But how can the use of plastic bottles affect our health because we use them only as containers? After all, we only use the liquid inside the bottle, not the plastic? These are clearly logical questions that people ask. We will answer the question in a roundabout way, not directly. You have a 1 liter plastic bottle (simply a better option than a whole bottle) and turn it around.
The plastic bottle (actually all items made of plastic) must have a protruding triangular structure on the surface (made up of three straight lines that do not join at the edges). Inside this triangle is a number from 1 to 7 (this small figure is usually at the bottom of a bottle or container, but it can be anywhere). These numbers indicate the type of plastic used to make the bottle.
The most common bottle material under # 1 is PET (polyethylene terephthalate). The plastic bottle manufacturer Australia has PVC (Polyvinyl Chloride) at # 2, LDPE (Low-Density Polyethylene) at # 3 and # 7. The higher the number, the less recyclable the plastic.
Plastic is a synthetic man-made material not natural. Combination. Different organic compounds are combined under different conditions by chemists to produce different types of plastics. After this, plastic bottles are made from this product by SPM (Special Purpose Machine). Since plastics are not biodegradable, they are usually recycled, and here comes our problem. When plastic bottles are frequently used in the recycling cycle, the plastic molecules lose some of their binding power and pass through wear and tear at the microscopic level. This causes small cracks in the material which in turn can lead to the leaching of a chemical called BPA (biphenyl A). BPA can affect your hormones, lead to cardiovascular problems and even act as a carcinogenic catalyst (hold your breath). Can then leak a compound called # 3 and # 4 DEP that causes cancer. At the end of the category, # 7 falls into another category that does not support recycling.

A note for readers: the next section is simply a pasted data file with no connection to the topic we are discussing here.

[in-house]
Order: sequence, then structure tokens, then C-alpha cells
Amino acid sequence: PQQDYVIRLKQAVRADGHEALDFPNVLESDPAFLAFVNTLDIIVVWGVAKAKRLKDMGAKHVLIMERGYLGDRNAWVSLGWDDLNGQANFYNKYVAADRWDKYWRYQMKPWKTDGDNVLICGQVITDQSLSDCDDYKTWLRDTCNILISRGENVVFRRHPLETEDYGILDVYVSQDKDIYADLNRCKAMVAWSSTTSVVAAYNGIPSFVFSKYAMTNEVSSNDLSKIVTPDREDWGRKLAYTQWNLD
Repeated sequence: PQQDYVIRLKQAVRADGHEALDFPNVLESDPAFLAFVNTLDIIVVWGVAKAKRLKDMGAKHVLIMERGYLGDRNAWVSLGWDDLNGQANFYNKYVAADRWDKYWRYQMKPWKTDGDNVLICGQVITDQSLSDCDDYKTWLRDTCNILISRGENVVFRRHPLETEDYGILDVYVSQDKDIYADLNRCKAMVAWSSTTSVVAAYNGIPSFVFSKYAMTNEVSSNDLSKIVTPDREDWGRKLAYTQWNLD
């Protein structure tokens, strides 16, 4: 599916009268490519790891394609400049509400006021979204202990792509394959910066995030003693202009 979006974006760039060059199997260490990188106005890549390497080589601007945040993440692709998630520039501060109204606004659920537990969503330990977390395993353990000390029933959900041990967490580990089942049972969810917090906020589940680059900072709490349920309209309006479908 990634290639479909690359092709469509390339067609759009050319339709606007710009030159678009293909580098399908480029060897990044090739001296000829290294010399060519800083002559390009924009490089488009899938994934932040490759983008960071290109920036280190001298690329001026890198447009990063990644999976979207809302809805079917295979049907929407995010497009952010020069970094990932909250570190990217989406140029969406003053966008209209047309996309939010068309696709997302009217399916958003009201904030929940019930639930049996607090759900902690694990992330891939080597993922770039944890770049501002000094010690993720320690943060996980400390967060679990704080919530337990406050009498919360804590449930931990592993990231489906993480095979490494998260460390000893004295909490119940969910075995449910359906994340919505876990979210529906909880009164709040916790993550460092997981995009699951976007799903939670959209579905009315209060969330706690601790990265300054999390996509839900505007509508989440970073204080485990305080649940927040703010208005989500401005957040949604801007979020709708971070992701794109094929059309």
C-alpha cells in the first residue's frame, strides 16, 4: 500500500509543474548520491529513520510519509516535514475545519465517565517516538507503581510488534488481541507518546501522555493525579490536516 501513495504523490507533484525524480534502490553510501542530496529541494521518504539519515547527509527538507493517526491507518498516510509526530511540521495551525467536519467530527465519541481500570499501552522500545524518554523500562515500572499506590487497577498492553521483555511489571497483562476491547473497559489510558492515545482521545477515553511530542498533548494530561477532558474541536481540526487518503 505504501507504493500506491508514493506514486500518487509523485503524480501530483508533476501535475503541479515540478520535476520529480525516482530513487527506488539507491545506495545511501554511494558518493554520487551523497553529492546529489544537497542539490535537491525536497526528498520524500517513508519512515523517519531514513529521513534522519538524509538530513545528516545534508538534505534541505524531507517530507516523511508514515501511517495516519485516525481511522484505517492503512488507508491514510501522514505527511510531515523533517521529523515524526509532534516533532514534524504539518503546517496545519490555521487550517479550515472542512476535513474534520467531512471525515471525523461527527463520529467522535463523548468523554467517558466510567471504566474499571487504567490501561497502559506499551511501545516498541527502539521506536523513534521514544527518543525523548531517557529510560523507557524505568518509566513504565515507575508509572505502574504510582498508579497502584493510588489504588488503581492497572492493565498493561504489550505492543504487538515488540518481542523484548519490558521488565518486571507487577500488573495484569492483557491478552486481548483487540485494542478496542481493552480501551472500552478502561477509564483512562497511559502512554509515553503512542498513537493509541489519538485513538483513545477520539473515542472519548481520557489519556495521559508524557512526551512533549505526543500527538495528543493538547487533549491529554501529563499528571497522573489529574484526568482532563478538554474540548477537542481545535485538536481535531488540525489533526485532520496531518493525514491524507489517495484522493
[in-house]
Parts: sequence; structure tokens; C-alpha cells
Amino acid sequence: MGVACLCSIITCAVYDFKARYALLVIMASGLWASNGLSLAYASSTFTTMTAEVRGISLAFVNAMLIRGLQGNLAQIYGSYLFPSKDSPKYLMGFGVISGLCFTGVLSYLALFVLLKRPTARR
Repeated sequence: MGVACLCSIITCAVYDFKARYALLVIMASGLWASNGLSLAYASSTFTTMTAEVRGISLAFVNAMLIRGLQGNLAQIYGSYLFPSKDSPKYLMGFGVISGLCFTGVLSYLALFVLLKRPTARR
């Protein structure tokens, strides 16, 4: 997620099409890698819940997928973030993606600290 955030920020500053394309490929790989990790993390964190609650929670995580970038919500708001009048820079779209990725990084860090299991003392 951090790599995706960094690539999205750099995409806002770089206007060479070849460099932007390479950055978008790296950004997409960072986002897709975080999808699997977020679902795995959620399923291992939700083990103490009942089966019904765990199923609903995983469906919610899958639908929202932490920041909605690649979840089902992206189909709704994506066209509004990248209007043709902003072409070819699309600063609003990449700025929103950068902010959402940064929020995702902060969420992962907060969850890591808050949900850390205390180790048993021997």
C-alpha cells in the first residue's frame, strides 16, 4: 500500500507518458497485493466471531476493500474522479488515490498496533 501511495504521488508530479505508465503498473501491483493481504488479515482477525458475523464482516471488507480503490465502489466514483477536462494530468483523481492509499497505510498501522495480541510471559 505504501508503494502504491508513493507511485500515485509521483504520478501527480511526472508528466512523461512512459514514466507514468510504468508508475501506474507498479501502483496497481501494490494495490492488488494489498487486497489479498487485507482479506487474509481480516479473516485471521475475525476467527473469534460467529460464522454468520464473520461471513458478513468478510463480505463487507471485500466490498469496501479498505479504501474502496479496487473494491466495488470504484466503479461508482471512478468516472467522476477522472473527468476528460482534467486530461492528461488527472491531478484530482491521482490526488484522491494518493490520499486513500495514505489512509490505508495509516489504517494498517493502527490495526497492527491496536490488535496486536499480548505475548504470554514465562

Conflicts of interest
There is a war of words between the plastics industry and environmentalists. Early reports of biphenyl A degradation were discredited by the plastics industry as a research paper by a University of Idaho student whose research was never verified by experts and was not discredited by colleagues. The FDA was also of the opinion that there was no scientific basis for the alleged harmful effects of B phenyl A. Although Health Canada banned the use of PET in baby bottles in 2008, environmental groups have found hidden energy stores. The FDA (Almighty Drug Regulatory Authority of America) now says it is concerned about biphenyl effects in children and the fetus.
So what do we do now? Should we use plastic bottle packaging as the plastic industry tells us? No – obviously not. We have compounds of aluminum, stainless steel, or lightweight metal. We have glass.
What to do now?
In my humble opinion, we should avoid using1 liter plastic bottle as much as possible, although we think that only 1% of the above have true content and 99% mythical content is definitely better, the descendants deserve better. There is more emphasis on irony if you are planning to take a child’s drinking water to school in a plastic bottle. Contact us now!